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Bookmark and ShareAndy Wimbush is nef‘s Communications Assistant and blogmaster.

I am trying to make this a regular Friday thing…

The good news:

  • The billions we currently spend on unemployment benefits could be used more effectively help deprived communities weather the recession. So says nef‘s latest report Benefits that work.
  • Breaking up the banks is no longer a marginal idea: it seems that everyone from Andy Haldane at the Bank of England to Alistair Darling now thinks that breaking up the mega-banks would be sensible. nef called for this earlier in the year in our report I.O.U.K.
  • Age of Stupid director Franny Armstrong was ‘saved’ from a mugging by Boris Johnson . The Mayor of London just so happened to be cycling past as Franny was being intimidated by a group of teenagers wielding an iron bar. Saving a green activist while riding a bike has got to be the act of eco-friendly Good Samaritanism par excellence. Let’s hope Franny managed to get Boris to sign London up to 10:10.

The bad news:

  • Climate change could lead to a new era of global insecurity, so say the top military figures who make up the Military Advisory Council at the Institute for Environmental Security in the Netherlands (via New Scientist).
  • Ed Miliband has admitted that the chances of a global deal at COP15 in Copenhagen is increasingly unlikely. The Minister for Climate Change and Energy said that a full treaty could be up to a year away.
  • Lord Griffiths perpetuates the myth that inequality is somehow ‘good’ for us. The Conservative peer – who is also the vice-chair of investment bank Goldman Sachs – tried to justify the bonus culture of the City by telling an audience that “inequality is a way of achieving greater opportunity and prosperity for all“. Richard Wilkinson, of the Equality Trust, provided a rebuttal, while nef‘s own research in The Great Transition shows that inequality could cost the UK alone up to £4.5 trillion over the next forty years, because of the social problems it causes.

Bookmark and ShareAndy Wimbush is nef‘s Communications Assistant and blogmaster.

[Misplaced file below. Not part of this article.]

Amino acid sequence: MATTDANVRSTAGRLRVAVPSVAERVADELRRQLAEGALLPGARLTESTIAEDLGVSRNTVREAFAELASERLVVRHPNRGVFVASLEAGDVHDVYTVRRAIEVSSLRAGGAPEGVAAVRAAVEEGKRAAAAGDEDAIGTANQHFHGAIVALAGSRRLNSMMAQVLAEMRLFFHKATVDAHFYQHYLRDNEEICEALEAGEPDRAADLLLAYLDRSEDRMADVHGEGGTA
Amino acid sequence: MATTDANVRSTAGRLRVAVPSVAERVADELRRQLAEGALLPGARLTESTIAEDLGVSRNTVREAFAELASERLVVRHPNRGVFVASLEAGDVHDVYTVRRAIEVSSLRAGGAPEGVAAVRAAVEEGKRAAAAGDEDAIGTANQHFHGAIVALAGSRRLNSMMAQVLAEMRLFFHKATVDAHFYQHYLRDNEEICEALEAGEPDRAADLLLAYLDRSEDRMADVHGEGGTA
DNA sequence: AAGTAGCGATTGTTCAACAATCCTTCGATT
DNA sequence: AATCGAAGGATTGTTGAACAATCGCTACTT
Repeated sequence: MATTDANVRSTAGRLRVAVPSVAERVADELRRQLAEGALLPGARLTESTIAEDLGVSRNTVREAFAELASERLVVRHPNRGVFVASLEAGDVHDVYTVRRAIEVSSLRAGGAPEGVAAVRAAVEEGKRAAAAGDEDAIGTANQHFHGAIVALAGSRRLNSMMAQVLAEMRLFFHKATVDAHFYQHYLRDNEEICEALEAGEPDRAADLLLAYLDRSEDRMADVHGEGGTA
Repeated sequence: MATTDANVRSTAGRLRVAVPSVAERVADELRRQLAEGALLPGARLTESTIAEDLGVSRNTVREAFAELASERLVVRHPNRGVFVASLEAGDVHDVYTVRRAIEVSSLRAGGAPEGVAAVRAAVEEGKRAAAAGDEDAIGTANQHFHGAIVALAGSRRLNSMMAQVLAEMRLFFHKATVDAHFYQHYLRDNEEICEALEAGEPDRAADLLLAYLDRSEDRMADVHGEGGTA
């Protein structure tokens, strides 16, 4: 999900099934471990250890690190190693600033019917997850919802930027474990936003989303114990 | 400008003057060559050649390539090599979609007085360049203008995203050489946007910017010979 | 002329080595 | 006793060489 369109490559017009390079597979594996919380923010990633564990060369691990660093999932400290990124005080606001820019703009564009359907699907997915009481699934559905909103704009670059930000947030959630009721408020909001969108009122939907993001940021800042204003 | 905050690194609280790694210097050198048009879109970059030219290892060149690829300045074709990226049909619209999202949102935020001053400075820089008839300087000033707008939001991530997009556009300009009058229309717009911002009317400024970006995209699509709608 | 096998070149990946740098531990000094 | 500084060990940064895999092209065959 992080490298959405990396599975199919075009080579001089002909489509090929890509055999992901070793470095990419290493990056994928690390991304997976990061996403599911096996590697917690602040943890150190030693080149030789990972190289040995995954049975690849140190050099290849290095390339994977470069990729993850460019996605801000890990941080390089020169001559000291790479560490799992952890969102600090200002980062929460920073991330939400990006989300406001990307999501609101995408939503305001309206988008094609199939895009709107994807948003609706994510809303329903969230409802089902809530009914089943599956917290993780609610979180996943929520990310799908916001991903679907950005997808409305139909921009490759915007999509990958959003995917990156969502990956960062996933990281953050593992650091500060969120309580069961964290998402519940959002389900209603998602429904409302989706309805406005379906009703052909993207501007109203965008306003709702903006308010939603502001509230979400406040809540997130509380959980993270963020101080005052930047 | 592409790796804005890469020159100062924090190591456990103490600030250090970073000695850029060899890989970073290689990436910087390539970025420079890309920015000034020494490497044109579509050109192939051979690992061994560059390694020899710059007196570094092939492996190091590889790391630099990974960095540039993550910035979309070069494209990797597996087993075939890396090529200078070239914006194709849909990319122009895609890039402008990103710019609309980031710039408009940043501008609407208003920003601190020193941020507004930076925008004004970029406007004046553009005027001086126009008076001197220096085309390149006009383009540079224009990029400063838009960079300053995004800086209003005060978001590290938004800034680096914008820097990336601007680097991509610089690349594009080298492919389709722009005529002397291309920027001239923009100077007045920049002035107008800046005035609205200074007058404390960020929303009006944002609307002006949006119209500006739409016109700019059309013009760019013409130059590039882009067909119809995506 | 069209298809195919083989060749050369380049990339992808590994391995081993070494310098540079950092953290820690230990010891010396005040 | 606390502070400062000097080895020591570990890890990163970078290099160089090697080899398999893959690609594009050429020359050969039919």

We’ve had some very encouraging endorsements of the Green New Deal – from the UN, from the Environment Agency and from the IEA – but aside from some lofty promises from Barack Obama, there has been little in the way of national programmes along GND lines.

raising the standard of green investmentUntil now, that is. A couple of days ago the government of South Korea announced that it would invest 50 trillion Won – £25.2 billion – over the next four years on environmental projects which will create nearly a million jobs. According to the Associated Press, the money will be directed to “energy conservation, recycling, carbon reduction, flood prevention, development around the country’s four main rivers and maintaining forest resources”.

Our government should take note. Gordon Brown will meet with business and union leaders at a summit on Monday to discuss the jobs crisis. He’ll no doubt remind them of his promise to create 100,000 jobs by investing in public services, infrastructure and green technology. Mr Brown has, however, given no indication of when these jobs will be available. Compare this South Korea’s plan. Despite having a lower GDP than the UK, and a smaller population, their government is aiming at 140,000 new green jobs in 2009 alone. Surely we can match this?

London City Hall is also getting in on the green jobs action. After announcing that he was in favour of some Green New Deal policies at the end of last year, Boris Johnson is launching a scheme to “retrain Londoners left unemployed by the economic downturn as energy efficiency advisers in a drive to make the capital greener”, reports the Guardian. It’d be fantastic news if he actually pulls it off, but as the Guardian’s leader observed on Tuesday, “Green new jobs are fast becoming the political equivalent of a new year’s diet – a commitment nearly everyone yearns to make but finds damnably difficult to put into practice.”

Finally, Australian think-tank, the Centre for Policy Development, has a good round-up of the some of the best ideas for tackling the financial crisis with green solutions. A Green New Deal is one of the publications mentioned.

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nef employees blog in their personal capacity. The opinions expressed here do not necessarily reflect those of the new economics foundation.